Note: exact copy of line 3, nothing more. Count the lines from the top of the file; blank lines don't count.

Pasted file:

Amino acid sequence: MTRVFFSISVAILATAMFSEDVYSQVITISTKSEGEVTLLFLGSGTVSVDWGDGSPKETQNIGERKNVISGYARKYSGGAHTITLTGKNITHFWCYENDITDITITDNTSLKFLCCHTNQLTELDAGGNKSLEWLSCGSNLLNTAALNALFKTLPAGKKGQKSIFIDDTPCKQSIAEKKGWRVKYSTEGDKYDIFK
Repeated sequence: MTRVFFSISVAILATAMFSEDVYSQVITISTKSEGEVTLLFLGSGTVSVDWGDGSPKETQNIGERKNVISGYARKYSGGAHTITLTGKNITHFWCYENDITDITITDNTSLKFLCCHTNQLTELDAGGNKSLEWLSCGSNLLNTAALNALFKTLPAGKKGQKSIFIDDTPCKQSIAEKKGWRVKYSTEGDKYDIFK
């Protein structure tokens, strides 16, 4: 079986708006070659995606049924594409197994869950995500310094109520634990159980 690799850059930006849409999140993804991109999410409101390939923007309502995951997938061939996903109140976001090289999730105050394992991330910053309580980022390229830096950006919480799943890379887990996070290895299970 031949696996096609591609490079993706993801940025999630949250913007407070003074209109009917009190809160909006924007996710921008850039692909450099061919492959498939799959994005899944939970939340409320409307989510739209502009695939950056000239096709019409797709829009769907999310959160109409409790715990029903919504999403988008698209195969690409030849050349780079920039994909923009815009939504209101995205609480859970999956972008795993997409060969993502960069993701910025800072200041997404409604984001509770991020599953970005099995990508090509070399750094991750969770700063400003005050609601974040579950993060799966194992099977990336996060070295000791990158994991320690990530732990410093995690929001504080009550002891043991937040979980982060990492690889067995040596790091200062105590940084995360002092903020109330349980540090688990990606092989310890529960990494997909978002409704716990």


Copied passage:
């Protein structure tokens, strides 16, 4: 079986708006070659995606049924594409197994869950995500310094109520634990159980 690799850059930006849409999140993804991109999410409101390939923007309502995951997938061939996903109140976001090289999730105050394992991330910053309580980022390229830096950006919480799943890379887990996070290895299970 031949696996096609591609490079993706993801940025999630949250913007407070003074209109009917009190809160909006924007996710921008850039692909450099061919492959498939799959994005899944939970939340409320409307989510739209502009695939950056000239096709019409797709829009769907999310959160109409409790715990029903919504999403988008698209195969690409030849050349780079920039994909923009815009939504209101995205609480859970999956972008795993997409060969993502960069993701910025800072200041997404409604984001509770991020599953970005099995990508090509070399750094991750969770700063400003005050609601974040579950993060799966194992099977990336996060070295000791990158994991320690990530732990410093995690929001504080009550002891043991937040979980982060990492690889067995040596790091200062105590940084995360002092903020109330349980540090688990990606092989310890529960990494997909978002409704716990």